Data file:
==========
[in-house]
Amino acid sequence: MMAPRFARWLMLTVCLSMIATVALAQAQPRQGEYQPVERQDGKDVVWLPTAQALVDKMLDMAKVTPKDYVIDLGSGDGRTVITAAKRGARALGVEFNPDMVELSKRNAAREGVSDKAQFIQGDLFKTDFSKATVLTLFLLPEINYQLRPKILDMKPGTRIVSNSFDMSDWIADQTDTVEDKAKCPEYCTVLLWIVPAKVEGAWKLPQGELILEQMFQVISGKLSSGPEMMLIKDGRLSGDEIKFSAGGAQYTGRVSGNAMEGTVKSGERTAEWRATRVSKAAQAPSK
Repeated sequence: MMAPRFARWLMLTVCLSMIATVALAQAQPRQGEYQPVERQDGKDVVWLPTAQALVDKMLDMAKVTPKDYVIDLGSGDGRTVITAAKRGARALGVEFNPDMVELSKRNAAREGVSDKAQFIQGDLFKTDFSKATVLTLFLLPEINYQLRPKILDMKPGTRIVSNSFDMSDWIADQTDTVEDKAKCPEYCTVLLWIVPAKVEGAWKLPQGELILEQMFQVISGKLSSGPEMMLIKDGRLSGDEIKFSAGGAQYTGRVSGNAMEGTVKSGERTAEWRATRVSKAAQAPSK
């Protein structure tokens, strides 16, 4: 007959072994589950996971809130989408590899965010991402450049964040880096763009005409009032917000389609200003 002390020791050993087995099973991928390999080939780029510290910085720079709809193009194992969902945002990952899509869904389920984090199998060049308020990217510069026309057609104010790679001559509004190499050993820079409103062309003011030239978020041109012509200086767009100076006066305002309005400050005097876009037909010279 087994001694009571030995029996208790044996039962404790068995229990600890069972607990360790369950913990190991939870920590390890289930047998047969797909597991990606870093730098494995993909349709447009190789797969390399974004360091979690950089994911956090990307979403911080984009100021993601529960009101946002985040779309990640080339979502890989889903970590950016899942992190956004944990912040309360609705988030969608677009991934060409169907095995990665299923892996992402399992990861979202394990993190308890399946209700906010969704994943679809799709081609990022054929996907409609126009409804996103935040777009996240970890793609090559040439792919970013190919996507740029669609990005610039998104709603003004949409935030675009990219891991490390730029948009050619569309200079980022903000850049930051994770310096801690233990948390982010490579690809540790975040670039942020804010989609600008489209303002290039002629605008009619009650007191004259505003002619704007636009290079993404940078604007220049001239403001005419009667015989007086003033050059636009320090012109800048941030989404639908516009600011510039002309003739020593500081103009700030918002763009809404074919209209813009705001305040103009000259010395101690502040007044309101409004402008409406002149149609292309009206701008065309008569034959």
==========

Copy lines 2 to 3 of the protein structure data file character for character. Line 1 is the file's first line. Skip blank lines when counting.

Amino acid sequence: MMAPRFARWLMLTVCLSMIATVALAQAQPRQGEYQPVERQDGKDVVWLPTAQALVDKMLDMAKVTPKDYVIDLGSGDGRTVITAAKRGARALGVEFNPDMVELSKRNAAREGVSDKAQFIQGDLFKTDFSKATVLTLFLLPEINYQLRPKILDMKPGTRIVSNSFDMSDWIADQTDTVEDKAKCPEYCTVLLWIVPAKVEGAWKLPQGELILEQMFQVISGKLSSGPEMMLIKDGRLSGDEIKFSAGGAQYTGRVSGNAMEGTVKSGERTAEWRATRVSKAAQAPSK
Repeated sequence: MMAPRFARWLMLTVCLSMIATVALAQAQPRQGEYQPVERQDGKDVVWLPTAQALVDKMLDMAKVTPKDYVIDLGSGDGRTVITAAKRGARALGVEFNPDMVELSKRNAAREGVSDKAQFIQGDLFKTDFSKATVLTLFLLPEINYQLRPKILDMKPGTRIVSNSFDMSDWIADQTDTVEDKAKCPEYCTVLLWIVPAKVEGAWKLPQGELILEQMFQVISGKLSSGPEMMLIKDGRLSGDEIKFSAGGAQYTGRVSGNAMEGTVKSGERTAEWRATRVSKAAQAPSK